The merits of Christie’s actions in the Hickox case will no doubt be decided when her case against the state goes to court, probably long after he has withdrawn from the presidential race. (Which is likely to happen given that he is falling behind the current GOP front-runners: Donald Trump, Ted Cruz, and Marco Rubio.) But his Zika comments can — and should — be addressed immediately.
Nothing is gained by mixing electoral politics with public health: Worse, lives may be lost. When Michele Bachmann insisted during her 2012 run for president that she knew of “mentally retarded” babies whose developmental state was the result of their mother’s HPV vaccination, she was not only wildly incorrect, but may have also deterred some women from seeking an immunization that could prevent their dying of cervical cancer. When Rand Paul reacted to the Disneyland measles outbreak in 2015 by saying, “I’ve heard of many tragic cases of walking, talking normal children who wound up with profound mental disorders after vaccines,” he not only gave inaccurate information, but may have imperiled children’s lives by bolstering parental refusal.
When candidates assert that infectious diseases come from “illegal immigrants,” conflating the hot-button issues of disease and immigration, they mislead the public. Mexico and much of Central America have higher child immunization rates than the United States, yet Carson stated, “It’s not to prejudice anybody, but we have to deal with reality, and if you have people coming into your country who have not been properly screened, who have not had the same kind of care as people in this country, I don’t think you have to be a genius to figure out that that could introduce some communicable problems.”
Gov. Christie, the Zika virus is spread by mosquitoes, which you should “quarantine” or obliterate to protect the good people of New Jersey. But Zika is rarely, if ever, spread from person-to-person, so quarantining infected people will do nothing to stem a Zika outbreak. Yes, there is evidence that pregnant women can pass the virus through the placenta to their fetus, and, in three cases, infected men may have passed the virus to a sexual partner. But a tough guy like you knows the enemy when you see it, right? And the enemy is Aedes aegypti mosquitoes, which are found in the Garden State every summer, competing ecologically against indigenous mosquito species since the early 1990s.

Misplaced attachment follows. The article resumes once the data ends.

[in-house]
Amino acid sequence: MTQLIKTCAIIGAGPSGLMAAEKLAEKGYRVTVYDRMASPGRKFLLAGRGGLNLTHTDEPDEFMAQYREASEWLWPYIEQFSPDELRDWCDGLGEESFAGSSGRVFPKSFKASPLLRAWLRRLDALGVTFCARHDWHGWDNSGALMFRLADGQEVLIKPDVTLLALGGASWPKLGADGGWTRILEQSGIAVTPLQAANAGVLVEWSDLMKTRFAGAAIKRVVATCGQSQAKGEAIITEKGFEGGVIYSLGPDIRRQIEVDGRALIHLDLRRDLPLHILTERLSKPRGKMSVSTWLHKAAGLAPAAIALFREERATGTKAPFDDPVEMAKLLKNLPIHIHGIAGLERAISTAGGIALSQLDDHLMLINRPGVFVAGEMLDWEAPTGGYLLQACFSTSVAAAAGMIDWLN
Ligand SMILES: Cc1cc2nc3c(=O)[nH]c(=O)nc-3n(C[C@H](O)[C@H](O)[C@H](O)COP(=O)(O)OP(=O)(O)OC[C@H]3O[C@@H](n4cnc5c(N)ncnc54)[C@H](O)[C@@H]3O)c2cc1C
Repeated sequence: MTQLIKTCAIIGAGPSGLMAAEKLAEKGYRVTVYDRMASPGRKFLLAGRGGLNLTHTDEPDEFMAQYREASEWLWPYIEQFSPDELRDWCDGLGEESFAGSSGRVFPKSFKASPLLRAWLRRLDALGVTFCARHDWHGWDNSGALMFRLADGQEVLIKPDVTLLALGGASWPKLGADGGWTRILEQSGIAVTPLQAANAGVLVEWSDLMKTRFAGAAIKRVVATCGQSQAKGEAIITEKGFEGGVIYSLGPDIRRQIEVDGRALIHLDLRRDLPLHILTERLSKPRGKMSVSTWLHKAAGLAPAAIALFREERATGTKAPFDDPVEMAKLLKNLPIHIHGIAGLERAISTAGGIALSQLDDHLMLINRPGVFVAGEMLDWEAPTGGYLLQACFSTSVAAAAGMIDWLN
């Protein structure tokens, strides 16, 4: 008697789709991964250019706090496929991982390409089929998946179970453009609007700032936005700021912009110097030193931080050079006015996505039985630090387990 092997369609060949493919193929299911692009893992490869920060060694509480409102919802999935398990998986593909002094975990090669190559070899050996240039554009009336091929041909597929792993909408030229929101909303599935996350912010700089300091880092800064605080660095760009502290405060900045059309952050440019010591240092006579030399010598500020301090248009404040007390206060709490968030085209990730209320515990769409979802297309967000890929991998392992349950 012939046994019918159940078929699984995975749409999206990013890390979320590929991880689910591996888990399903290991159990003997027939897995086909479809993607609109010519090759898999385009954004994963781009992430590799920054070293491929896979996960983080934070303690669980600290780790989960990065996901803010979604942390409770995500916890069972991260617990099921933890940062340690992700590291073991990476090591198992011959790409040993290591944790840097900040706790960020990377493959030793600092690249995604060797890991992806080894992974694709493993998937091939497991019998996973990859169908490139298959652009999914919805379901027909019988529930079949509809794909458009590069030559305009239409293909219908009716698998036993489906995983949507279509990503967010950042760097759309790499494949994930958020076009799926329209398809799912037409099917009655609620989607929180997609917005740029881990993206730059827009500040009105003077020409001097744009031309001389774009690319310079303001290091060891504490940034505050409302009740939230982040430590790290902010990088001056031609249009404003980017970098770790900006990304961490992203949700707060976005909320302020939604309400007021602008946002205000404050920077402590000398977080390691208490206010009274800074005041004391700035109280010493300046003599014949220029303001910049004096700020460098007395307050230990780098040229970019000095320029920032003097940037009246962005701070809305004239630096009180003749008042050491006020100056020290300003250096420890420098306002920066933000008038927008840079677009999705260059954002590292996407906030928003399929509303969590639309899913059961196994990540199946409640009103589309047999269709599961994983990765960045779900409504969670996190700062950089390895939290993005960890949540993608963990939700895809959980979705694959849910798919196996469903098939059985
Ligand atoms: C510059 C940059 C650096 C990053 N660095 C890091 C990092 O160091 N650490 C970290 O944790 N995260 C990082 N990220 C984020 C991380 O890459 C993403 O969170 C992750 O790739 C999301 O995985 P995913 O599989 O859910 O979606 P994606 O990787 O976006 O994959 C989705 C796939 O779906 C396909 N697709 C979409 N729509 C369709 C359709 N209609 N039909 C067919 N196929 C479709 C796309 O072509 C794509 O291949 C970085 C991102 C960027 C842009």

Moreover, Mr. Governor, you have already had a person infected with Zika in your state — a traveler from Colombia, visiting Bergen County in mid-January. You did not order that traveler placed in quarantine or housed á la Hickox in a parking lot-nested tent.
A year ago, the health controversy du jour was the Disneyland measles outbreak and parental refusal to immunize their children. When asked whether New Jersey should compel routine vaccination of children, you responded, “You know it’s much more important what you think as a parent than what you think as a public official. And that’s what we do. But I also understand that parents need to have some measure of choice in things as well, so that’s the balance that the government has to decide.”
In the case of measles, which actually is extremely contagious from person-to-person, you saw no need for quarantine and suggested parents ought to vaccinate — yet allowed that it was a matter of personal choice. In contrast, an uninfected nurse who had worked in Sierra Leone and a hypothetical Zika-infected individual, you have argued, should be quarantined.
Governor, your responses illustrate no coherent or consistent public health policy. They do, however, reflect the political attitudes of your would-be constituency amid your presidential aspirations. But to what constituency are you playing? Last year, a Research!America poll revealed that 87 percent of American voters believe a would-be president should understand basic public health and science-informing policy issues. This was true for both Democrats and Republicans, more than 80 percent of whom from both parties say, “It is important for scientists to inform elected officials and the public about their research and its impact on society.”